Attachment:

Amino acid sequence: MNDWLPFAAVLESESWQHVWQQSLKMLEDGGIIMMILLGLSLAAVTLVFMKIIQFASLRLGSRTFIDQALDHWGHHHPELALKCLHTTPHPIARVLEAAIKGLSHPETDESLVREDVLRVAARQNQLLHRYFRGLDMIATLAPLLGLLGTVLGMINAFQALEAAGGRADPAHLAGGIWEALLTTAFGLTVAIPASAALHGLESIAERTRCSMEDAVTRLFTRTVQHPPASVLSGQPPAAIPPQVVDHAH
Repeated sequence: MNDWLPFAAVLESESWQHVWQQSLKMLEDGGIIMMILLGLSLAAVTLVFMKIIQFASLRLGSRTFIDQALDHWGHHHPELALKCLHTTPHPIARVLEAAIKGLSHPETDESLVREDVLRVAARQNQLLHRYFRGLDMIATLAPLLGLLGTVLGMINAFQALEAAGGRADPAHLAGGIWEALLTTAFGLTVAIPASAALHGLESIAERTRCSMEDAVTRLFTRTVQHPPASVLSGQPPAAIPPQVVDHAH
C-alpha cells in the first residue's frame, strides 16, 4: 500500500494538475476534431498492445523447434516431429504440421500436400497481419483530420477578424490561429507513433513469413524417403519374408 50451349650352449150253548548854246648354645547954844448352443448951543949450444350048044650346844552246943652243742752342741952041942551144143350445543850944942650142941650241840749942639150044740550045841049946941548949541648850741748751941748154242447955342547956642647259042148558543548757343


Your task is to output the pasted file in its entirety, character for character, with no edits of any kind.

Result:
Amino acid sequence: MNDWLPFAAVLESESWQHVWQQSLKMLEDGGIIMMILLGLSLAAVTLVFMKIIQFASLRLGSRTFIDQALDHWGHHHPELALKCLHTTPHPIARVLEAAIKGLSHPETDESLVREDVLRVAARQNQLLHRYFRGLDMIATLAPLLGLLGTVLGMINAFQALEAAGGRADPAHLAGGIWEALLTTAFGLTVAIPASAALHGLESIAERTRCSMEDAVTRLFTRTVQHPPASVLSGQPPAAIPPQVVDHAH
Repeated sequence: MNDWLPFAAVLESESWQHVWQQSLKMLEDGGIIMMILLGLSLAAVTLVFMKIIQFASLRLGSRTFIDQALDHWGHHHPELALKCLHTTPHPIARVLEAAIKGLSHPETDESLVREDVLRVAARQNQLLHRYFRGLDMIATLAPLLGLLGTVLGMINAFQALEAAGGRADPAHLAGGIWEALLTTAFGLTVAIPASAALHGLESIAERTRCSMEDAVTRLFTRTVQHPPASVLSGQPPAAIPPQVVDHAH
C-alpha cells in the first residue's frame, strides 16, 4: 500500500494538475476534431498492445523447434516431429504440421500436400497481419483530420477578424490561429507513433513469413524417403519374408 50451349650352449150253548548854246648354645547954844448352443448951543949450444350048044650346844552246943652243742752342741952041942551144143350445543850944942650142941650241840749942639150044740550045841049946941548949541648850741748751941748154242447955342547956642647259042148558543548757343